We know that February is all about hearts, but now that Valentine’s Day is over, let’s turn our attention from heart-shaped candies to our actual, blood-pumping hearts! February is American Heart Month. As many of you know, heart disease remains the number one cause of death in the U.S.; therefore, it is important that we help our clients incorporate heart-healthy behaviors into their lifestyles. Here are some tips to share:

Eat a variety of foods. A balanced diet should be made up of a variety of different foods from each food group.

Fruits and Vegetables help to provide different nutrients for your body such as vitamin K and C, folate, iron, fiber, and other vitamins and minerals.

Starches include breads and other grains, so when choosing a loaf of bread at a store, try to pick the one that is whole grain and high in fiber. –

Dairy items purchased should be low in fat to help to decrease the total amount of fat and calories you eat each day.

Protein items include meat, beans, legumes, nuts, and quinoa. However, when choosing a cut of meat at the store, choose a cut that is lean and skinless.

Fat type DOES matter. Limit the amount of saturated and trans fat in your diet such as fatty meats, full fat dairy items, fried foods, and baked goods, while focusing on consuming the better fats, monounsaturated and polyunsaturated. Monounsaturated and polyunsaturated fats can be found in items like nuts, avocados, fish, and non-tropical oils.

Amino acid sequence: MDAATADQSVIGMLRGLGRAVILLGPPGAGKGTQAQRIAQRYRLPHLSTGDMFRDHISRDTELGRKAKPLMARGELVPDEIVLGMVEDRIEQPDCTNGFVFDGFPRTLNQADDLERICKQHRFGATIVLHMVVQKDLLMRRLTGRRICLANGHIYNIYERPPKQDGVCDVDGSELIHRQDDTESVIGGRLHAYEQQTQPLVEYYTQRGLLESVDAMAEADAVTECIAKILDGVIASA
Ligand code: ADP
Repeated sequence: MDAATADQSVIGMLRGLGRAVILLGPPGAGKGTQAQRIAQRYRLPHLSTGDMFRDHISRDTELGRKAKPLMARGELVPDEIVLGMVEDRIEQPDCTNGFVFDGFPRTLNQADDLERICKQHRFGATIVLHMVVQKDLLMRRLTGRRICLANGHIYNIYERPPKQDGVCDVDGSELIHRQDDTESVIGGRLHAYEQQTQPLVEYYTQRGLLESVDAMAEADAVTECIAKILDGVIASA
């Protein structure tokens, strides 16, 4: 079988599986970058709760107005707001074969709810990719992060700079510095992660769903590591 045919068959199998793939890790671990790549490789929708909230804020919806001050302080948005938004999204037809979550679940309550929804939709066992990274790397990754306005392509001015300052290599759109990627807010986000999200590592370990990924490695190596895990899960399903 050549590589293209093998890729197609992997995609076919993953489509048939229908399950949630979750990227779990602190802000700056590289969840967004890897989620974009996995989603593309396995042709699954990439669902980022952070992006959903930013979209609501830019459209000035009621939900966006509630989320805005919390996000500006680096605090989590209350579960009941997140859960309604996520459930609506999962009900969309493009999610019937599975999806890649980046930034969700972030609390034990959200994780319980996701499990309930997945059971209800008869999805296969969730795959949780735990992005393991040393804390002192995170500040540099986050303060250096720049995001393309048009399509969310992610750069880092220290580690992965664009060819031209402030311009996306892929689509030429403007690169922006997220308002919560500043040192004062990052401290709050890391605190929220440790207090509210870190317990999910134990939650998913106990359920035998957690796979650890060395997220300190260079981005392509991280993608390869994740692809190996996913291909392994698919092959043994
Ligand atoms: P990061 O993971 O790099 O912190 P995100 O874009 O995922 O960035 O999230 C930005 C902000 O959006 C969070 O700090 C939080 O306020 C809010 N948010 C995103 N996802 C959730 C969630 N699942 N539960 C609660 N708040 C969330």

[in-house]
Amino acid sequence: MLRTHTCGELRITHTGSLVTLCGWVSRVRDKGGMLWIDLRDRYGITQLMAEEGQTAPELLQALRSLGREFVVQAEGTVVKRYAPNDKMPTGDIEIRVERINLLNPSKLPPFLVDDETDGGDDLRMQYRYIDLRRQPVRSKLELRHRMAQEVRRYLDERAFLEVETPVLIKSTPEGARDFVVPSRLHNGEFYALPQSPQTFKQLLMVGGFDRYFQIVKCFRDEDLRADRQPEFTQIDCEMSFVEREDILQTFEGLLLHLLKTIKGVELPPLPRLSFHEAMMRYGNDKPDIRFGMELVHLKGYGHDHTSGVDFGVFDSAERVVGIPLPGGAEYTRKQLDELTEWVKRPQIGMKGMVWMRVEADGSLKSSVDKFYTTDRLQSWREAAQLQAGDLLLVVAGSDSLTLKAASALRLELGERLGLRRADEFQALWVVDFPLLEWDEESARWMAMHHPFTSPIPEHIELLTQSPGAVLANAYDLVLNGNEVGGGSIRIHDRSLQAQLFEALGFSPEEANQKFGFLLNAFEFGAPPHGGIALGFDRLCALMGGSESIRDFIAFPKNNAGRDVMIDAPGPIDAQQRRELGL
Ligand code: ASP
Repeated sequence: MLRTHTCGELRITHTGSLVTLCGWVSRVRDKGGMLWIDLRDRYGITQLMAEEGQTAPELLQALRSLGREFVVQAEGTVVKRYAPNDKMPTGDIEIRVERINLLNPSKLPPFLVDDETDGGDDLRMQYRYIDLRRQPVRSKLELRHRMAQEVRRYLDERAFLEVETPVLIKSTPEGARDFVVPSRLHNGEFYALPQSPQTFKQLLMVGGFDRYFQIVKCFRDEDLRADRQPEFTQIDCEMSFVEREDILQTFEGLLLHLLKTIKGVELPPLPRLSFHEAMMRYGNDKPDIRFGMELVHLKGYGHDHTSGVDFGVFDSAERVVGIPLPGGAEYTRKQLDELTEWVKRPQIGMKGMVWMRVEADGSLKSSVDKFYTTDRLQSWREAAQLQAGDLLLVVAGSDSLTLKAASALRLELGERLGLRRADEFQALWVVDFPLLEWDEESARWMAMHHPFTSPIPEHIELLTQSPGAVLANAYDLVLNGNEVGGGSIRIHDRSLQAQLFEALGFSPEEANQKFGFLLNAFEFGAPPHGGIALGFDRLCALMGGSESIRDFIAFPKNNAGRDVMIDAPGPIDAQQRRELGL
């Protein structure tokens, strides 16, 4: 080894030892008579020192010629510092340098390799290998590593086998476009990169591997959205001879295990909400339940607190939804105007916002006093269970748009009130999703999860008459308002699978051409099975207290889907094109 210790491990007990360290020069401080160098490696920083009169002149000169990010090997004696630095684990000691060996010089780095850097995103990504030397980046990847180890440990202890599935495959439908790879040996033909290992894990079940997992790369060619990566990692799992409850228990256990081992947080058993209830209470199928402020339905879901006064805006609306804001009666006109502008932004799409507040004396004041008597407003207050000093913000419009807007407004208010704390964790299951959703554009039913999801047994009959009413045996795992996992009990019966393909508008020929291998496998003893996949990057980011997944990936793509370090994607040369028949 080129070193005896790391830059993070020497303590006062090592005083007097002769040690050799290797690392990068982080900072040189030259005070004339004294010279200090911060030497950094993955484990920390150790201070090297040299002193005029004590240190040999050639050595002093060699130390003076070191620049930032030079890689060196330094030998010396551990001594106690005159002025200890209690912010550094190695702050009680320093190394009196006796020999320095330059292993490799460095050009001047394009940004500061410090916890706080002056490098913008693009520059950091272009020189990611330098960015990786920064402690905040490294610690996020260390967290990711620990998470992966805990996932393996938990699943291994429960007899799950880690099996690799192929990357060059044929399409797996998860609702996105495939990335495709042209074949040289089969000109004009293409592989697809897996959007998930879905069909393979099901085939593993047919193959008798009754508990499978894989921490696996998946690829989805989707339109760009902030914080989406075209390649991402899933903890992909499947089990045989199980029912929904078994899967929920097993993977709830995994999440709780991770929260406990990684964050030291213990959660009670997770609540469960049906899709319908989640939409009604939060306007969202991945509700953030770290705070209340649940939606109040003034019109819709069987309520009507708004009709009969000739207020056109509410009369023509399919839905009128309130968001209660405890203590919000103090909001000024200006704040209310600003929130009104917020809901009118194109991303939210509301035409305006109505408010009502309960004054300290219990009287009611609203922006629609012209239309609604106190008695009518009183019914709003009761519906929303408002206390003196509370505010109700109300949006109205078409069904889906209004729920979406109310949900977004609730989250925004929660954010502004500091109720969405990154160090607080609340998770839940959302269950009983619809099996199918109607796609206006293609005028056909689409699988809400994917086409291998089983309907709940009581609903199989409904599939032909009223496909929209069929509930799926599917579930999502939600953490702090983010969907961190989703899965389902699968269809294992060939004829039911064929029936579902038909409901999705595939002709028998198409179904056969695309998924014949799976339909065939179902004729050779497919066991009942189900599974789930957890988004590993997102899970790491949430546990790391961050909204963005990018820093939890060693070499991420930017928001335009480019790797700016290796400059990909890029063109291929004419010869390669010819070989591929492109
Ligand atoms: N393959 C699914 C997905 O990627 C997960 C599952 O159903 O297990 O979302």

Cut back on the sodium. To help to decrease your blood pressure try to limit your sodium consumption to 2,000 mg per day.

Give yourself a fiber boost. Fiber can help to lower your risk of heart disease while making you feel fuller longer. The average person should consume about 30 grams of fiber per day. Fiber can be found in whole grains, fruits, and vegetables.

Get active! Increasing your activity can help with weight maintenance or weight loss as well as with cardiovascular health. Make it your goal to be active for 150 minutes each week or 20 minutes a day!

Written by: Caitlin Burton, ETSU Dietetic Intern
Edited by: Elizabeth Hall, MS, RDN, LDN

Image source: American Heart Association, heart.org